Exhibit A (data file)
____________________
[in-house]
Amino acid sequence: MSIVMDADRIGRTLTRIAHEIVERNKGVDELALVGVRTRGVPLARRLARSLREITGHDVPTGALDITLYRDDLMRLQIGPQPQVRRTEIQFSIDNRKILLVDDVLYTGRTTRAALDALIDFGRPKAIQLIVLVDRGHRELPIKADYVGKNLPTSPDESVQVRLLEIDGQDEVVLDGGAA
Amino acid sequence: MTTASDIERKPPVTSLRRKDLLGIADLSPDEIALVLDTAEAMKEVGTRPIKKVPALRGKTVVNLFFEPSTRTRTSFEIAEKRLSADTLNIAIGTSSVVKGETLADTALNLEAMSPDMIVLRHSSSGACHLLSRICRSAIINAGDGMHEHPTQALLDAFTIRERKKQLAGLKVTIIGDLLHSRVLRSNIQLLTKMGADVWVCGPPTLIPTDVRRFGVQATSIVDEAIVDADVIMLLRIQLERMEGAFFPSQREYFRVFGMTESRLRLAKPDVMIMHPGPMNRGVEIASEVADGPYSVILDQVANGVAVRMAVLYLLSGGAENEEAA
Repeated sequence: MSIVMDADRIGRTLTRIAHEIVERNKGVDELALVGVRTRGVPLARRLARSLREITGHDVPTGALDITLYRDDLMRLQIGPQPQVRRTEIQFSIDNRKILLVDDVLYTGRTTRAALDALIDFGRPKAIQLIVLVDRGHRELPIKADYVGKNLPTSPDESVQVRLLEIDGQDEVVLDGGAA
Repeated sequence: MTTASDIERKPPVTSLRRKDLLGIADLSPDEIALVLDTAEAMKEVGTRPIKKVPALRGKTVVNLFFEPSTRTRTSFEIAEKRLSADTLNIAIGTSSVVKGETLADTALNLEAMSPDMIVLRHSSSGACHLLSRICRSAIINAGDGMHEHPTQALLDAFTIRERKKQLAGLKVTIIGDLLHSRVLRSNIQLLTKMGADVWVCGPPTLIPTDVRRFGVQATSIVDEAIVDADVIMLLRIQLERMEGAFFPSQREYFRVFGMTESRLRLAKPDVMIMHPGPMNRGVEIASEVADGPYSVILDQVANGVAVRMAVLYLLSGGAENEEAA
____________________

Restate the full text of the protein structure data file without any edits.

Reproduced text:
[in-house]
Amino acid sequence: MSIVMDADRIGRTLTRIAHEIVERNKGVDELALVGVRTRGVPLARRLARSLREITGHDVPTGALDITLYRDDLMRLQIGPQPQVRRTEIQFSIDNRKILLVDDVLYTGRTTRAALDALIDFGRPKAIQLIVLVDRGHRELPIKADYVGKNLPTSPDESVQVRLLEIDGQDEVVLDGGAA
Amino acid sequence: MTTASDIERKPPVTSLRRKDLLGIADLSPDEIALVLDTAEAMKEVGTRPIKKVPALRGKTVVNLFFEPSTRTRTSFEIAEKRLSADTLNIAIGTSSVVKGETLADTALNLEAMSPDMIVLRHSSSGACHLLSRICRSAIINAGDGMHEHPTQALLDAFTIRERKKQLAGLKVTIIGDLLHSRVLRSNIQLLTKMGADVWVCGPPTLIPTDVRRFGVQATSIVDEAIVDADVIMLLRIQLERMEGAFFPSQREYFRVFGMTESRLRLAKPDVMIMHPGPMNRGVEIASEVADGPYSVILDQVANGVAVRMAVLYLLSGGAENEEAA
Repeated sequence: MSIVMDADRIGRTLTRIAHEIVERNKGVDELALVGVRTRGVPLARRLARSLREITGHDVPTGALDITLYRDDLMRLQIGPQPQVRRTEIQFSIDNRKILLVDDVLYTGRTTRAALDALIDFGRPKAIQLIVLVDRGHRELPIKADYVGKNLPTSPDESVQVRLLEIDGQDEVVLDGGAA
Repeated sequence: MTTASDIERKPPVTSLRRKDLLGIADLSPDEIALVLDTAEAMKEVGTRPIKKVPALRGKTVVNLFFEPSTRTRTSFEIAEKRLSADTLNIAIGTSSVVKGETLADTALNLEAMSPDMIVLRHSSSGACHLLSRICRSAIINAGDGMHEHPTQALLDAFTIRERKKQLAGLKVTIIGDLLHSRVLRSNIQLLTKMGADVWVCGPPTLIPTDVRRFGVQATSIVDEAIVDADVIMLLRIQLERMEGAFFPSQREYFRVFGMTESRLRLAKPDVMIMHPGPMNRGVEIASEVADGPYSVILDQVANGVAVRMAVLYLLSGGAENEEAA